How to Feed a Family

There are so many different ways to feed your family. You can cook from scratch, from produce you grew in the backyard. You can go through the drive-through on the way from work, or stop by the prepared foods counter after soccer practice runs late. You can eat at a restaurant or cut coupons or hit the wholesalers. You can menu plan or wing it, serve up a rotation of kid-tested favorites or experiment with new tastes and flavors. You can get pre-prepped ingredients to show up at your door in a box, or dig into your deep freeze for that pot roast you made last spring.

None of these are right or wrong, and many of us do a little of each. But we all have to eat — and so we asked two Portland-area families to show us how they do it. We wanted to know how much they spend on groceries to feed their families, and what they do with all that food once they get it home.

Photographer Irene Hess started with a summertime visit with Amron Bevels-Wilson, M.D., a nutritionist/wellness coach who lives in Southeast Portland with her partner, Jeff Wilson, and their young sons, Theodore, 6, and Oliver, 3.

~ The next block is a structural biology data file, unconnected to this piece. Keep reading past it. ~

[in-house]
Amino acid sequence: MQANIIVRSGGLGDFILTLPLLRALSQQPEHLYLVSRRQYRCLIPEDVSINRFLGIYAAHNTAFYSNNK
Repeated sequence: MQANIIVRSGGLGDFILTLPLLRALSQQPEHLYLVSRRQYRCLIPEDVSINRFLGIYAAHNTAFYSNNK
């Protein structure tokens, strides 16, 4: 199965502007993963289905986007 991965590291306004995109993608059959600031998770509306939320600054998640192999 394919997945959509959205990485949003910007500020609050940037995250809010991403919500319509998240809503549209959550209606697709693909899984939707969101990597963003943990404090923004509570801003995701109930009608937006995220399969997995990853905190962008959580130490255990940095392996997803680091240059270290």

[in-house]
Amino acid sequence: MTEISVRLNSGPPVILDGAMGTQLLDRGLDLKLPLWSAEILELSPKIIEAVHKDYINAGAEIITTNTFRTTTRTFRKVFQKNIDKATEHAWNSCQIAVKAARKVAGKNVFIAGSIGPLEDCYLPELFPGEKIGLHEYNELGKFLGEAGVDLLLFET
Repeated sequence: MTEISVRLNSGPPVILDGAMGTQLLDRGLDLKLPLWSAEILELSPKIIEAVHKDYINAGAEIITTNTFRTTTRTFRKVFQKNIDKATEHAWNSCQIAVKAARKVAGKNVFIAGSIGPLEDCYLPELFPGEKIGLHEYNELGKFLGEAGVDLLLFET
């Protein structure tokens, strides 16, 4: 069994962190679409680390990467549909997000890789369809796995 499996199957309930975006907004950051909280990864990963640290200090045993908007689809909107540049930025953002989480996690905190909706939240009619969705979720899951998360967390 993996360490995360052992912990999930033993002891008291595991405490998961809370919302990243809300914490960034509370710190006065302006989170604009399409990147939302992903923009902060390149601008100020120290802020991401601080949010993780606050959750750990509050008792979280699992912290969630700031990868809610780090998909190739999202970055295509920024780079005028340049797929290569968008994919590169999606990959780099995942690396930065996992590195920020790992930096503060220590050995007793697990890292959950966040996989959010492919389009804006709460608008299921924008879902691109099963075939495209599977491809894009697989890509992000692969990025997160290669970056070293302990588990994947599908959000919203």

Q: Where do you like to shop in Portland?

A: I like to support local for a number of reasons — ecological, social, and actually, biological benefit as well — so I do almost all of my shopping at the sweet consortium of whole food purveyors housed within Providore Fine Foods Market. (2340 NE Sandy). There, I buy our fish, eggs and meats from Flying Fish/The Meat Monger and vegetables from Rubinette. More than half of decision-making when selecting food is guided by visual cues. Food that looks better should taste better.

Q: How do you keep costs down?

A: Because therapeutic nutrition is my profession (I am a non-practicing M.D.), I consider food my medicine. Every penny spent on quality food is a dollar saved on future health care expenses. So I make this monetary commitment to myself and my family. A grocery receipt totaling around $120 can definitely make five good meals with leftovers. So that’s food for about eight meals for two adults and two small kids.